HVAC Manufacturer’s Part Warranty
First things first: Nearly all manufacturers offer a 5-year warranty on their equipment no matter what. That’s true whether your system is a Trane, Lennox, Rheem, or whatever brand.
But for most brands, most of the time, that warranty extends to 10 years if you register the product. Seriously, all you have to do is fill out a registration form, and your warranty doubles in size! The registration process differs depending on the contractor.
Basically, you should be getting a 10-year warranty if your system is registered with the manufacturer. Some brands might offer slightly better warranties, but this is the standard.
HVAC Labor Warranty
Here’s where things get fun. Forgive us if we get a little smug about this topic, but we currently offer the best labor warranty in Northern Virginia. We expect it to stay that way, too.
Purchasing a 10 year labor warranty can guarantee piece of mind with your new HVAC system. Most manufacturers come with a 10 year parts warranty but that leaves you open to paying all of the labor for these repairs. These labor bills can be more than the price of the part. This labor warranty gives you the piece of mind knowing that both the parts and labor will be covered for 10 years.
HVAC companies might or might not offer a 10-year labor warranty. If they do, that’s great, but be sure you’re aware of the terms. You’ll typically have to enroll in a service agreement to get that warranty, and the quality of those service agreements vary wildly.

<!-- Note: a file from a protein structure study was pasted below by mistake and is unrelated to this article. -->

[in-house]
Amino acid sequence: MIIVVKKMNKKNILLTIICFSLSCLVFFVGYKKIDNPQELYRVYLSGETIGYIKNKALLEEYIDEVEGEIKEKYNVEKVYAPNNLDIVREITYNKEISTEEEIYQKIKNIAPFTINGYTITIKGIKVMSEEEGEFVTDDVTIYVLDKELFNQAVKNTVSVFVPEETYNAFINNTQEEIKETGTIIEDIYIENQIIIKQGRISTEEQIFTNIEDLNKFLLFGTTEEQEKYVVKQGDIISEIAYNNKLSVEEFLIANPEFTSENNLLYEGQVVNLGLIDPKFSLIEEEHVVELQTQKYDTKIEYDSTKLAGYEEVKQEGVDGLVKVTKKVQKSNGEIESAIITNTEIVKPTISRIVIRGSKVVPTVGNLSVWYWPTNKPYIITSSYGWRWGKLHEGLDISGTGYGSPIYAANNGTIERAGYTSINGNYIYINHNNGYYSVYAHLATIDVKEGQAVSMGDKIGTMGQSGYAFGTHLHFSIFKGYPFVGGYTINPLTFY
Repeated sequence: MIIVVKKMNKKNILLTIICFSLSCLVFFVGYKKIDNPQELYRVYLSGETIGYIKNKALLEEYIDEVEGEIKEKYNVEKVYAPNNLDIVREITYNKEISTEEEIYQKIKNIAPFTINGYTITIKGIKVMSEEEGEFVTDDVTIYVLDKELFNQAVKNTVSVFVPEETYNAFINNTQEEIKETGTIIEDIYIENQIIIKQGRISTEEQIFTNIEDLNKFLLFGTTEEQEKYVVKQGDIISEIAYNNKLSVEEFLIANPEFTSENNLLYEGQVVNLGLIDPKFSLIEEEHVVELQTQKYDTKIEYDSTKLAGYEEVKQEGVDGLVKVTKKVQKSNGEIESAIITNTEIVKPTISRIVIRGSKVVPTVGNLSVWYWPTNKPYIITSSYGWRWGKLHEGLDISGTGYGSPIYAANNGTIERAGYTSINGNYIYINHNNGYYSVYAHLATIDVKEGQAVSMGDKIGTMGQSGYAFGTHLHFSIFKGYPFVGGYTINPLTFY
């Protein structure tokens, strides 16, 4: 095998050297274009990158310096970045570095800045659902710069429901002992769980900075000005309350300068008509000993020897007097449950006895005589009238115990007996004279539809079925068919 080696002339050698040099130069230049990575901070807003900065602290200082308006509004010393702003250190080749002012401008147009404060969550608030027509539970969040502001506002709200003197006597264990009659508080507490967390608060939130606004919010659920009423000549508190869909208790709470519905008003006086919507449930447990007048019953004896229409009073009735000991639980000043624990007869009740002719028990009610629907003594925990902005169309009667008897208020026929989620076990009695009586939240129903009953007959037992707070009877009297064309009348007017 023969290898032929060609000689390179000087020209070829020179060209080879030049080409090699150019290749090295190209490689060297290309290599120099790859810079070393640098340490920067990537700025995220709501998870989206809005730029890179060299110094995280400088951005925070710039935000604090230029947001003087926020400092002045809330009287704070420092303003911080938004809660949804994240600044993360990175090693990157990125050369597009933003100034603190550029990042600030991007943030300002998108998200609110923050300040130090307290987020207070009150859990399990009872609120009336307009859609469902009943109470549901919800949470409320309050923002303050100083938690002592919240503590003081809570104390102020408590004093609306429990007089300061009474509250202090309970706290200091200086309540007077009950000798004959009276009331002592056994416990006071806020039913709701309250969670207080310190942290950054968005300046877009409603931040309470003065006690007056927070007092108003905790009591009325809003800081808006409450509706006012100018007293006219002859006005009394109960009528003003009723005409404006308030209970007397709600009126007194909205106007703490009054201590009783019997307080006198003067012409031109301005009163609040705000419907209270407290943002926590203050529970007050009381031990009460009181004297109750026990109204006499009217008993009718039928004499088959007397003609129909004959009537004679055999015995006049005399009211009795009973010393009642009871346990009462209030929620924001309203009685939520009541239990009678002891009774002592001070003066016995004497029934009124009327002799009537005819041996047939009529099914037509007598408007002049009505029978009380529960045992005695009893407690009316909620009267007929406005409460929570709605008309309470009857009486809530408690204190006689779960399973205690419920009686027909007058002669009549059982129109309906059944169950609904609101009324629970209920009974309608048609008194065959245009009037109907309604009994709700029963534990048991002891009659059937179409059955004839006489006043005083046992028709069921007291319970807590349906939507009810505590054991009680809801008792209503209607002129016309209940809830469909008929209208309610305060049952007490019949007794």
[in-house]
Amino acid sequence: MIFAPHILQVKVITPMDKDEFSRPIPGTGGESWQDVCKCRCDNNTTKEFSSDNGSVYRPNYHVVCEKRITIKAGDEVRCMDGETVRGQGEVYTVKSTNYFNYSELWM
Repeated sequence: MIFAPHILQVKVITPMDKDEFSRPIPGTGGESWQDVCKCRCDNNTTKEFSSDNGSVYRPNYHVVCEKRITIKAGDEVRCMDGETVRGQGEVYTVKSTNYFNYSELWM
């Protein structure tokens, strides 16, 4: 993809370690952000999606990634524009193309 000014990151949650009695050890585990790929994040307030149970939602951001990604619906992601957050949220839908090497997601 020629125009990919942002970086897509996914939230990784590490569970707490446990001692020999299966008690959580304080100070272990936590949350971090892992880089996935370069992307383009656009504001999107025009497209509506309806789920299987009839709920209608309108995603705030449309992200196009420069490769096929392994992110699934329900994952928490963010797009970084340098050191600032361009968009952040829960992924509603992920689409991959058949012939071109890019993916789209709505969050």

Basically, our philosophy is that since we installed the system, we know it’s going to work the way it should. As long as we’re in a position to keep the system in proper working order (that’s where the service agreement comes in!), we’re more than happy to warranty our labor for 10 years.
The other thing about labor warranties is competence. A competent HVAC contractor with highly trained technicians should have no problem offering a 10-year warranty on labor. But if you get 4 quotes on a new system, you’ll probably find that only 1 or 2 of them include a 10-year labor warranty.
It still isn’t the industry standard, but it should be.
Bottom line on warranties
Equipment warranties are all pretty much the same. Just make sure your system is registered so you get a 10-year warranty instead of a 5-year warranty.
Labor warranties are hit and miss, but it’s reasonable to expect a 10-year warranty on labor. An honest, competent contractor should have no problem guaranteeing their work for that long.
What’s great is that today’s HVAC systems are excellent! Assuming you maintain your system, you should get 15 years out of it. What isn’t so great is that a lot of contractors don’t have it together enough to guarantee their labor. That’s a shame, and it won’t change overnight. In the meantime, be sure to work with a company that offers a great labor warranty and has a track record of successful installations.
If you do that, you probably won’t ever have to use your warranty. And that’s how it should be.